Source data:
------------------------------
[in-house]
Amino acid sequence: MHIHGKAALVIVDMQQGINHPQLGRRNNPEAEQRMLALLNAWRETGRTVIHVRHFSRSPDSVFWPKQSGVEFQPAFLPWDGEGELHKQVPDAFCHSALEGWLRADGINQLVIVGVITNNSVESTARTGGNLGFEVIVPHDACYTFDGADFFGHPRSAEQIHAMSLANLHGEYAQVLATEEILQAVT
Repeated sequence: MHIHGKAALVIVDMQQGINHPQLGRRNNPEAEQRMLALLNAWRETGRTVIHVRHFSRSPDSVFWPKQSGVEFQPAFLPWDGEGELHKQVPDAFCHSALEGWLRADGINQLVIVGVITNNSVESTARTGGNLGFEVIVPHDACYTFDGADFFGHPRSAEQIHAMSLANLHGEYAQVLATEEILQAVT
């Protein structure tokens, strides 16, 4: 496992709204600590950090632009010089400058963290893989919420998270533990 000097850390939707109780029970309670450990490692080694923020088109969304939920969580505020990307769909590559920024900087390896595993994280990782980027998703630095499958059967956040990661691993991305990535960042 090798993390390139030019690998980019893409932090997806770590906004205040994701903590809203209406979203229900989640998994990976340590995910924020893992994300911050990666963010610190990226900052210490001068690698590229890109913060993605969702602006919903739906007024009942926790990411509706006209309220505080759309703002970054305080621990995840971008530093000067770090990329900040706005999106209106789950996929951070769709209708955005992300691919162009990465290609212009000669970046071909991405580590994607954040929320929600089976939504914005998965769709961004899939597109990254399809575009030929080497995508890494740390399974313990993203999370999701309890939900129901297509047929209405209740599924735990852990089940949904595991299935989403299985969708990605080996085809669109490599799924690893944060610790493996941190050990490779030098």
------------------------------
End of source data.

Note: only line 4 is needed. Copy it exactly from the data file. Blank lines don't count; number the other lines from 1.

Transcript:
């Protein structure tokens, strides 16, 4: 496992709204600590950090632009010089400058963290893989919420998270533990 000097850390939707109780029970309670450990490692080694923020088109969304939920969580505020990307769909590559920024900087390896595993994280990782980027998703630095499958059967956040990661691993991305990535960042 090798993390390139030019690998980019893409932090997806770590906004205040994701903590809203209406979203229900989640998994990976340590995910924020893992994300911050990666963010610190990226900052210490001068690698590229890109913060993605969702602006919903739906007024009942926790990411509706006209309220505080759309703002970054305080621990995840971008530093000067770090990329900040706005999106209106789950996929951070769709209708955005992300691919162009990465290609212009000669970046071909991405580590994607954040929320929600089976939504914005998965769709961004899939597109990254399809575009030929080497995508890494740390399974313990993203999370999701309890939900129901297509047929209405209740599924735990852990089940949904595991299935989403299985969708990605080996085809669109490599799924690893944060610790493996941190050990490779030098």